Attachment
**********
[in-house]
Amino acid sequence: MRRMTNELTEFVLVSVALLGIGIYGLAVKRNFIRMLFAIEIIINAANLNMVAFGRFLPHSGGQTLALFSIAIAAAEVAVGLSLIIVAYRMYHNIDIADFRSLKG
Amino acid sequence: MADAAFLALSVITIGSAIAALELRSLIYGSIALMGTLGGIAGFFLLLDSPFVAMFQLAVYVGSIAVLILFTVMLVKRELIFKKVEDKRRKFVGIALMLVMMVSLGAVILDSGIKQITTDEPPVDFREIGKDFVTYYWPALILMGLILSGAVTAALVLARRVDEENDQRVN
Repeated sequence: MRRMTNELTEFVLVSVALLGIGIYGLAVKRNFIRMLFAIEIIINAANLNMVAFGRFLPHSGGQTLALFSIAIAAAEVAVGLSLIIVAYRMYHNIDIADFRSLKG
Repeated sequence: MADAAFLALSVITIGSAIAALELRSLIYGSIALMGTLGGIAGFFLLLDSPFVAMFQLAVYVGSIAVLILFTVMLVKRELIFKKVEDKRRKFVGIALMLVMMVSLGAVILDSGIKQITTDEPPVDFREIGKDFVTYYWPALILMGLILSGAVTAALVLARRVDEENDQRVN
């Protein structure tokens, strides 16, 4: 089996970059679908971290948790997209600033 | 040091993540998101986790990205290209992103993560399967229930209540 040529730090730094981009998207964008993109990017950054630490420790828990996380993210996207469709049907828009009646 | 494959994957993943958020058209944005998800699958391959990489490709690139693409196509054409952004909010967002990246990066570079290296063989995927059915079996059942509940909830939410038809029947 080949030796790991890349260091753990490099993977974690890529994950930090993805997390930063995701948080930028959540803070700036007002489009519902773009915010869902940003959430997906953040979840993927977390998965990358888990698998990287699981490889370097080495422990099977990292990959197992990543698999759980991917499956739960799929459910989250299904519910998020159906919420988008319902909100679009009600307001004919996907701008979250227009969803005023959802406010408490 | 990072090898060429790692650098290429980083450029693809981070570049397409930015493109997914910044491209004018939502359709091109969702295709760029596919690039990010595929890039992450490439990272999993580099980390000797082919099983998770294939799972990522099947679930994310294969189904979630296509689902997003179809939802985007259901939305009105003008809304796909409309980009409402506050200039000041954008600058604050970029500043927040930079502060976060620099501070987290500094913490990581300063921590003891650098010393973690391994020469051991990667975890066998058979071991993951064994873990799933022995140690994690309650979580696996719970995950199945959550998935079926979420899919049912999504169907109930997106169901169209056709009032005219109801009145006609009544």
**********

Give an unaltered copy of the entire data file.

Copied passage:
[in-house]
Amino acid sequence: MRRMTNELTEFVLVSVALLGIGIYGLAVKRNFIRMLFAIEIIINAANLNMVAFGRFLPHSGGQTLALFSIAIAAAEVAVGLSLIIVAYRMYHNIDIADFRSLKG
Amino acid sequence: MADAAFLALSVITIGSAIAALELRSLIYGSIALMGTLGGIAGFFLLLDSPFVAMFQLAVYVGSIAVLILFTVMLVKRELIFKKVEDKRRKFVGIALMLVMMVSLGAVILDSGIKQITTDEPPVDFREIGKDFVTYYWPALILMGLILSGAVTAALVLARRVDEENDQRVN
Repeated sequence: MRRMTNELTEFVLVSVALLGIGIYGLAVKRNFIRMLFAIEIIINAANLNMVAFGRFLPHSGGQTLALFSIAIAAAEVAVGLSLIIVAYRMYHNIDIADFRSLKG
Repeated sequence: MADAAFLALSVITIGSAIAALELRSLIYGSIALMGTLGGIAGFFLLLDSPFVAMFQLAVYVGSIAVLILFTVMLVKRELIFKKVEDKRRKFVGIALMLVMMVSLGAVILDSGIKQITTDEPPVDFREIGKDFVTYYWPALILMGLILSGAVTAALVLARRVDEENDQRVN
């Protein structure tokens, strides 16, 4: 089996970059679908971290948790997209600033 | 040091993540998101986790990205290209992103993560399967229930209540 040529730090730094981009998207964008993109990017950054630490420790828990996380993210996207469709049907828009009646 | 494959994957993943958020058209944005998800699958391959990489490709690139693409196509054409952004909010967002990246990066570079290296063989995927059915079996059942509940909830939410038809029947 080949030796790991890349260091753990490099993977974690890529994950930090993805997390930063995701948080930028959540803070700036007002489009519902773009915010869902940003959430997906953040979840993927977390998965990358888990698998990287699981490889370097080495422990099977990292990959197992990543698999759980991917499956739960799929459910989250299904519910998020159906919420988008319902909100679009009600307001004919996907701008979250227009969803005023959802406010408490 | 990072090898060429790692650098290429980083450029693809981070570049397409930015493109997914910044491209004018939502359709091109969702295709760029596919690039990010595929890039992450490439990272999993580099980390000797082919099983998770294939799972990522099947679930994310294969189904979630296509689902997003179809939802985007259901939305009105003008809304796909409309980009409402506050200039000041954008600058604050970029500043927040930079502060976060620099501070987290500094913490990581300063921590003891650098010393973690391994020469051991990667975890066998058979071991993951064994873990799933022995140690994690309650979580696996719970995950199945959550998935079926979420899919049912999504169907109930997106169901169209056709009032005219109801009145006609009544």